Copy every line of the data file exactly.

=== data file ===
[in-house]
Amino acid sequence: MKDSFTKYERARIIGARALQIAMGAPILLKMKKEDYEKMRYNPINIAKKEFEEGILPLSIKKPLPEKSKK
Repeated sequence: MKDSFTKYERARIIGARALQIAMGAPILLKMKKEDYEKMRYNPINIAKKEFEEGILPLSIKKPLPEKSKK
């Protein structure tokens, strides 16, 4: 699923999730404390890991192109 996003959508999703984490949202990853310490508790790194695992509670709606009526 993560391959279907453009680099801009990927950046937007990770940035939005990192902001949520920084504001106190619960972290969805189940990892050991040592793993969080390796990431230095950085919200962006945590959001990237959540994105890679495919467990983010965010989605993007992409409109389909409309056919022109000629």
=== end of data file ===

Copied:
[in-house]
Amino acid sequence: MKDSFTKYERARIIGARALQIAMGAPILLKMKKEDYEKMRYNPINIAKKEFEEGILPLSIKKPLPEKSKK
Repeated sequence: MKDSFTKYERARIIGARALQIAMGAPILLKMKKEDYEKMRYNPINIAKKEFEEGILPLSIKKPLPEKSKK
């Protein structure tokens, strides 16, 4: 699923999730404390890991192109 996003959508999703984490949202990853310490508790790194695992509670709606009526 993560391959279907453009680099801009990927950046937007990770940035939005990192902001949520920084504001106190619960972290969805189940990892050991040592793993969080390796990431230095950085919200962006945590959001990237959540994105890679495919467990983010965010989605993007992409409109389909409309056919022109000629």